The lime room was in rough shape, but its colors and textures were like raw gold and oxidized copper.
Looking at the town from a highway turn-off. This is how most people see it.
When the dock across the slip loads, the lighting below the otherwise dark ‘5’ can get a little wild.
From left to right: Saskatchewan Wheat Pool #7, Thunder Bay Elevator, Dominion, Davidson & Smith, Parrish & Heimbecker. One of four packed elevator rows.
The “Inner-Urban Jawbreaker,” a one-of-a-kind, salty-but-sweet remnant of a bygone heavy-industrial period in this area’s history. A time when the walls were whole and the floors were clean, in other words, a time when people made things other than photographs inside the never ending corridors and factory floors.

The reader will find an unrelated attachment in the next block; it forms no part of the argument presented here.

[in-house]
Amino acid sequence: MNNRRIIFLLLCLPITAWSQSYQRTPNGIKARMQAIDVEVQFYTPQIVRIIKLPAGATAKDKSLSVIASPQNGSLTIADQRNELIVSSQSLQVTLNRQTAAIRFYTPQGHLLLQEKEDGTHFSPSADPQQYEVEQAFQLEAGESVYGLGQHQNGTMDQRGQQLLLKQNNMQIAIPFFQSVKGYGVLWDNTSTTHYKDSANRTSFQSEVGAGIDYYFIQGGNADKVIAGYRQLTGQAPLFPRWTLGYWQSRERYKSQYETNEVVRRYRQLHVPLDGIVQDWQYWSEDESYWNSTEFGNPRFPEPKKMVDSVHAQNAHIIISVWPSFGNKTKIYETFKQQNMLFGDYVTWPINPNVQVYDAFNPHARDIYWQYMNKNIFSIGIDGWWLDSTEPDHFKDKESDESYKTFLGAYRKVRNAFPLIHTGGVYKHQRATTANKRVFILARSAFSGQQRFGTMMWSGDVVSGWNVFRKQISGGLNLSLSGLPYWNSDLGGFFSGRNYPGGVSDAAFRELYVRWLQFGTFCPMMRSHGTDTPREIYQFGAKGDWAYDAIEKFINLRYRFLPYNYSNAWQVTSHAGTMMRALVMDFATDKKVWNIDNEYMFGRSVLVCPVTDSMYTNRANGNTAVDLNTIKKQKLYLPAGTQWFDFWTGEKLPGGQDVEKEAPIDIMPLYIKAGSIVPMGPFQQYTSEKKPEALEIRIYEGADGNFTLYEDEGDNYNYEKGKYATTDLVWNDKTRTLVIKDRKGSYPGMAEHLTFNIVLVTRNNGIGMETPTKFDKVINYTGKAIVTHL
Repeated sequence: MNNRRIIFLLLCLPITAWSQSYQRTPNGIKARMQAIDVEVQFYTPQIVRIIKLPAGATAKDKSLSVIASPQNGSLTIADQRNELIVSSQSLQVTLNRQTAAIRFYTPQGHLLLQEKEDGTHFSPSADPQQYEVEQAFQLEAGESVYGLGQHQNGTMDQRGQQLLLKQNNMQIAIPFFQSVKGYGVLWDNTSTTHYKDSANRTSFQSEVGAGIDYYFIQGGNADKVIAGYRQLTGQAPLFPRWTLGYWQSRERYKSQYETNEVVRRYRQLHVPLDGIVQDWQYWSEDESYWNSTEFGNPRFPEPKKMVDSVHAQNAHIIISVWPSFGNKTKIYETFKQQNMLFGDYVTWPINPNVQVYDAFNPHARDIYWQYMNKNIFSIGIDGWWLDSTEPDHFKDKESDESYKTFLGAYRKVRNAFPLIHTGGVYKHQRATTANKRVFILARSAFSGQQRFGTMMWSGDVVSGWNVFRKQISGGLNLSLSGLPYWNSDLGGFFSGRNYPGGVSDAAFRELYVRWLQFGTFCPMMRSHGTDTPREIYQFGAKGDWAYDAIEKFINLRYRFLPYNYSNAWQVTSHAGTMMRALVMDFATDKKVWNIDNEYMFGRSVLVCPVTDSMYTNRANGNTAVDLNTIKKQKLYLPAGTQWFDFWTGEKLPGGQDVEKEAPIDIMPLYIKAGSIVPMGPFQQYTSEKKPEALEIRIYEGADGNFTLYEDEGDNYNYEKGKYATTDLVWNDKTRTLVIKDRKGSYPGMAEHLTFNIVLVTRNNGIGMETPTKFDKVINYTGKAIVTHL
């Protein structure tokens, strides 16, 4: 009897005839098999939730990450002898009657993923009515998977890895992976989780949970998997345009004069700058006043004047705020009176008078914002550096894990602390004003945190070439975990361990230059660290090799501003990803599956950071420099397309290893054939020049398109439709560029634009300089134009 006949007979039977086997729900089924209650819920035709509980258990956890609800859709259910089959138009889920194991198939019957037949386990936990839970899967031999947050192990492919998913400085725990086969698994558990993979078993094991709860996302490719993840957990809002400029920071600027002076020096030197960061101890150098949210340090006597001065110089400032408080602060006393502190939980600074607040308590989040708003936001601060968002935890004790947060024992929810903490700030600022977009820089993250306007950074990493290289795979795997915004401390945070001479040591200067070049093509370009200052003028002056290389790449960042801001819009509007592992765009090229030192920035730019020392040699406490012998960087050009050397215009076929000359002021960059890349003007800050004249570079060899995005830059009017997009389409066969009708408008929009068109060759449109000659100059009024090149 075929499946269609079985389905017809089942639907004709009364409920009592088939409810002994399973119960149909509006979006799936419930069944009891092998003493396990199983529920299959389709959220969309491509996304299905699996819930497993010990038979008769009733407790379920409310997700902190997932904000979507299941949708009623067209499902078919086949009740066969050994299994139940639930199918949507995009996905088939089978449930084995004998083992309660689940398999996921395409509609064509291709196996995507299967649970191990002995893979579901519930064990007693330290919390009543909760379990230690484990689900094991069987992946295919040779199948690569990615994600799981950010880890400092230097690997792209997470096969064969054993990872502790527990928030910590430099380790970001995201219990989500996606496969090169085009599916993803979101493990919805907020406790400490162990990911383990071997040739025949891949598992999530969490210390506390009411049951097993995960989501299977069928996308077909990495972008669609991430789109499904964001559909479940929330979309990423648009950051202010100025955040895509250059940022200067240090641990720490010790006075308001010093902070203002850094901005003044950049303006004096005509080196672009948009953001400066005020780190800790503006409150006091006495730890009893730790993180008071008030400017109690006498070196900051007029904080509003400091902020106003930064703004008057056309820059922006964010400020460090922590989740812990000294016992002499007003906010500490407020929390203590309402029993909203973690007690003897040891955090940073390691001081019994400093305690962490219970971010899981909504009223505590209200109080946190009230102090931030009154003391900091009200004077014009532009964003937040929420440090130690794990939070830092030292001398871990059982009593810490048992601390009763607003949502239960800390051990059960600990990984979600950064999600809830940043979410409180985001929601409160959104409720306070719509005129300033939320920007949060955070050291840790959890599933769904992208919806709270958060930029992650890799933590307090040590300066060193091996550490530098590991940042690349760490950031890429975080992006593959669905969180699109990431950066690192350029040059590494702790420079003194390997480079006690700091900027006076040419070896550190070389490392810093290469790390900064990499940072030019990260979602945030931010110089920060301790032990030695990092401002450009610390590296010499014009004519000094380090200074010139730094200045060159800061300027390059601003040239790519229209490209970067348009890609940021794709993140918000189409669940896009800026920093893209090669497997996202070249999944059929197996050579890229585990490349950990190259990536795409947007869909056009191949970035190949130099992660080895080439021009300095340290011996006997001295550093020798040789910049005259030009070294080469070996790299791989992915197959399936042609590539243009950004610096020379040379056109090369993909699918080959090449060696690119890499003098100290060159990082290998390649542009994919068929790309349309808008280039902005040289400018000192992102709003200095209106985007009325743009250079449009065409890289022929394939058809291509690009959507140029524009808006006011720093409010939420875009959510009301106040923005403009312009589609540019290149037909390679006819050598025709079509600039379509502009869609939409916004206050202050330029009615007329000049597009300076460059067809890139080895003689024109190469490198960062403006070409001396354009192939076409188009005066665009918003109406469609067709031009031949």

A diesel crane and conveyor belt tripper are the major pieces of equipment that dominate the dock.
This was taken before the top of the docks really started to rot-out; now this stretch past the crane is distinctly unsafe to cross. Still, you can’t beat the view of Dock #2 winding into the distance, where the approach is chopped-off before the yard used to extend.
I like to think of this as the hardware abstraction layer. It’s one of many subassembly monorail conveyors that dipped onto the factory floor to deliver assembled subsections where they needed to be on the main assembly floor below.